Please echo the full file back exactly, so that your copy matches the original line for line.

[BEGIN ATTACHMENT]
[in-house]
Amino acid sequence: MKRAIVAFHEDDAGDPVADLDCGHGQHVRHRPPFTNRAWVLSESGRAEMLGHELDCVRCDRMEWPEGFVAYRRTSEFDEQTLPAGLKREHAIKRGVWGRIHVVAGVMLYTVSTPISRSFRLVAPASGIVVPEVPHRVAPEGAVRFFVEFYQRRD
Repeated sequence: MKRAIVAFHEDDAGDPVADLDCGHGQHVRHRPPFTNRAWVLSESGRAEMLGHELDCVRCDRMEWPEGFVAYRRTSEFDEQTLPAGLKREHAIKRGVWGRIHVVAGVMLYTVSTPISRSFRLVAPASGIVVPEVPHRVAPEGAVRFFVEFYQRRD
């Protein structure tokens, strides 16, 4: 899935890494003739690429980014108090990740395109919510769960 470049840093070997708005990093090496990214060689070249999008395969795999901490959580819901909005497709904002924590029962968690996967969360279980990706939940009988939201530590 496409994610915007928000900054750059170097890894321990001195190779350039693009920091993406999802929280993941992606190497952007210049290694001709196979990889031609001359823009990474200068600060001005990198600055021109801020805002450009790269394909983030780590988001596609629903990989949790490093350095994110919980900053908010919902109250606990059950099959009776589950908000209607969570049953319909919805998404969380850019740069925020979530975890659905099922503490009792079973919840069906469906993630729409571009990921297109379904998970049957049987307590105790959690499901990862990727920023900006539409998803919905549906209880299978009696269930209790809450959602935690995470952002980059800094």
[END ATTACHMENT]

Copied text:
[in-house]
Amino acid sequence: MKRAIVAFHEDDAGDPVADLDCGHGQHVRHRPPFTNRAWVLSESGRAEMLGHELDCVRCDRMEWPEGFVAYRRTSEFDEQTLPAGLKREHAIKRGVWGRIHVVAGVMLYTVSTPISRSFRLVAPASGIVVPEVPHRVAPEGAVRFFVEFYQRRD
Repeated sequence: MKRAIVAFHEDDAGDPVADLDCGHGQHVRHRPPFTNRAWVLSESGRAEMLGHELDCVRCDRMEWPEGFVAYRRTSEFDEQTLPAGLKREHAIKRGVWGRIHVVAGVMLYTVSTPISRSFRLVAPASGIVVPEVPHRVAPEGAVRFFVEFYQRRD
């Protein structure tokens, strides 16, 4: 899935890494003739690429980014108090990740395109919510769960 470049840093070997708005990093090496990214060689070249999008395969795999901490959580819901909005497709904002924590029962968690996967969360279980990706939940009988939201530590 496409994610915007928000900054750059170097890894321990001195190779350039693009920091993406999802929280993941992606190497952007210049290694001709196979990889031609001359823009990474200068600060001005990198600055021109801020805002450009790269394909983030780590988001596609629903990989949790490093350095994110919980900053908010919902109250606990059950099959009776589950908000209607969570049953319909919805998404969380850019740069925020979530975890659905099922503490009792079973919840069906469906993630729409571009990921297109379904998970049957049987307590105790959690499901990862990727920023900006539409998803919905549906209880299978009696269930209790809450959602935690995470952002980059800094």